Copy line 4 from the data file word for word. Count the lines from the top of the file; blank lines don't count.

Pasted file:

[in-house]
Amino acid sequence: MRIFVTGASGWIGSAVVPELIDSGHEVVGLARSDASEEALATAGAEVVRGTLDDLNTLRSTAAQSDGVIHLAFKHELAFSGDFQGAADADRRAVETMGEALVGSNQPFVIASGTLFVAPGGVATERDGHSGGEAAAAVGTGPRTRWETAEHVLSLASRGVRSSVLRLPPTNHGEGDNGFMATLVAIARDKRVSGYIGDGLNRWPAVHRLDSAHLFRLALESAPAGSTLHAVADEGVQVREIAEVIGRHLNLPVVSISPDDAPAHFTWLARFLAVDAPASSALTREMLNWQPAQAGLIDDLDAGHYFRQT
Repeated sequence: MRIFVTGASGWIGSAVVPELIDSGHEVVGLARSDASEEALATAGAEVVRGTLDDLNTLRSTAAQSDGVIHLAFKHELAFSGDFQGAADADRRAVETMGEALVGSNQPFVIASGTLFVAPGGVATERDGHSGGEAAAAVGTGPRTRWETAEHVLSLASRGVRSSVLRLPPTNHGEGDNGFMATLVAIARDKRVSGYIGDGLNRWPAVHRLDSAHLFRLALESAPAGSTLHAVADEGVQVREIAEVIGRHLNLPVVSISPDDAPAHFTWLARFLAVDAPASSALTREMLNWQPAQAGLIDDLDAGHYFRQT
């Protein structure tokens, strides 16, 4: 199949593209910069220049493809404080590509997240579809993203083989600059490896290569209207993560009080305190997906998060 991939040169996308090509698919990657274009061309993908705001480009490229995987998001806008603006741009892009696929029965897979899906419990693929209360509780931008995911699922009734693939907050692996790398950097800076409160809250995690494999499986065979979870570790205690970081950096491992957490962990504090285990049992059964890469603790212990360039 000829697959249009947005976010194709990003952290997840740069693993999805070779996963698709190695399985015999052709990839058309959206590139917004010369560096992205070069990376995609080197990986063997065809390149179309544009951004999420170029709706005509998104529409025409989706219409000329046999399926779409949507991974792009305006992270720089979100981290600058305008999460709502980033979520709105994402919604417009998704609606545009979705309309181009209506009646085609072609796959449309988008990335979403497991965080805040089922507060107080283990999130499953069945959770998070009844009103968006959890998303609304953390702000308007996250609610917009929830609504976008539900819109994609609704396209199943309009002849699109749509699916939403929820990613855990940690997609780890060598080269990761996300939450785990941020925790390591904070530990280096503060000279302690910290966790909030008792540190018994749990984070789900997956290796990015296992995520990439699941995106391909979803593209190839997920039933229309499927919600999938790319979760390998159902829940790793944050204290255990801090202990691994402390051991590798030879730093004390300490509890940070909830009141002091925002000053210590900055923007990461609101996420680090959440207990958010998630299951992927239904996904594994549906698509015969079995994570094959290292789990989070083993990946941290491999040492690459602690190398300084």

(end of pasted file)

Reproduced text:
């Protein structure tokens, strides 16, 4: 199949593209910069220049493809404080590509997240579809993203083989600059490896290569209207993560009080305190997906998060 991939040169996308090509698919990657274009061309993908705001480009490229995987998001806008603006741009892009696929029965897979899906419990693929209360509780931008995911699922009734693939907050692996790398950097800076409160809250995690494999499986065979979870570790205690970081950096491992957490962990504090285990049992059964890469603790212990360039 000829697959249009947005976010194709990003952290997840740069693993999805070779996963698709190695399985015999052709990839058309959206590139917004010369560096992205070069990376995609080197990986063997065809390149179309544009951004999420170029709706005509998104529409025409989706219409000329046999399926779409949507991974792009305006992270720089979100981290600058305008999460709502980033979520709105994402919604417009998704609606545009979705309309181009209506009646085609072609796959449309988008990335979403497991965080805040089922507060107080283990999130499953069945959770998070009844009103968006959890998303609304953390702000308007996250609610917009929830609504976008539900819109994609609704396209199943309009002849699109749509699916939403929820990613855990940690997609780890060598080269990761996300939450785990941020925790390591904070530990280096503060000279302690910290966790909030008792540190018994749990984070789900997956290796990015296992995520990439699941995106391909979803593209190839997920039933229309499927919600999938790319979760390998159902829940790793944050204290255990801090202990691994402390051991590798030879730093004390300490509890940070909830009141002091925002000053210590900055923007990461609101996420680090959440207990958010998630299951992927239904996904594994549906698509015969079995994570094959290292789990989070083993990946941290491999040492690459602690190398300084």